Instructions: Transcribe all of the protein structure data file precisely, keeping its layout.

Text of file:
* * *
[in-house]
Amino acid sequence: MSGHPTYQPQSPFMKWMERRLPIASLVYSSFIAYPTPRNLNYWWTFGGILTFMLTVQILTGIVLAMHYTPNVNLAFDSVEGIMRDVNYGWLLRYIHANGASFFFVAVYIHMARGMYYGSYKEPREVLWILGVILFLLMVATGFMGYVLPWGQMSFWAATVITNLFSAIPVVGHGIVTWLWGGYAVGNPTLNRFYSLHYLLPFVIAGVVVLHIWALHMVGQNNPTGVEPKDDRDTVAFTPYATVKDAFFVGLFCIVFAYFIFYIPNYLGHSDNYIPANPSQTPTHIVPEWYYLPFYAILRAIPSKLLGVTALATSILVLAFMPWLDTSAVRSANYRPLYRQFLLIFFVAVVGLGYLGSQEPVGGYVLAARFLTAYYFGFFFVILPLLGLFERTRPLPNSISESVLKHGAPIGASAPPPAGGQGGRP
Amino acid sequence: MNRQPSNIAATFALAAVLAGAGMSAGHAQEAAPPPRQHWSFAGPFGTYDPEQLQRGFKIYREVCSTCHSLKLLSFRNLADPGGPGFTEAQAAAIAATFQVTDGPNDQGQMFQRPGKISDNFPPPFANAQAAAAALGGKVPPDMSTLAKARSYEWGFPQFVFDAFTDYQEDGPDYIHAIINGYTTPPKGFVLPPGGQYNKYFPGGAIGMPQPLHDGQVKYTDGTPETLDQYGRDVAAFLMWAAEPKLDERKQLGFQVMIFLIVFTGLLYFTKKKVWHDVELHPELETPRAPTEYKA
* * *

[in-house]
Amino acid sequence: MSGHPTYQPQSPFMKWMERRLPIASLVYSSFIAYPTPRNLNYWWTFGGILTFMLTVQILTGIVLAMHYTPNVNLAFDSVEGIMRDVNYGWLLRYIHANGASFFFVAVYIHMARGMYYGSYKEPREVLWILGVILFLLMVATGFMGYVLPWGQMSFWAATVITNLFSAIPVVGHGIVTWLWGGYAVGNPTLNRFYSLHYLLPFVIAGVVVLHIWALHMVGQNNPTGVEPKDDRDTVAFTPYATVKDAFFVGLFCIVFAYFIFYIPNYLGHSDNYIPANPSQTPTHIVPEWYYLPFYAILRAIPSKLLGVTALATSILVLAFMPWLDTSAVRSANYRPLYRQFLLIFFVAVVGLGYLGSQEPVGGYVLAARFLTAYYFGFFFVILPLLGLFERTRPLPNSISESVLKHGAPIGASAPPPAGGQGGRP
Amino acid sequence: MNRQPSNIAATFALAAVLAGAGMSAGHAQEAAPPPRQHWSFAGPFGTYDPEQLQRGFKIYREVCSTCHSLKLLSFRNLADPGGPGFTEAQAAAIAATFQVTDGPNDQGQMFQRPGKISDNFPPPFANAQAAAAALGGKVPPDMSTLAKARSYEWGFPQFVFDAFTDYQEDGPDYIHAIINGYTTPPKGFVLPPGGQYNKYFPGGAIGMPQPLHDGQVKYTDGTPETLDQYGRDVAAFLMWAAEPKLDERKQLGFQVMIFLIVFTGLLYFTKKKVWHDVELHPELETPRAPTEYKA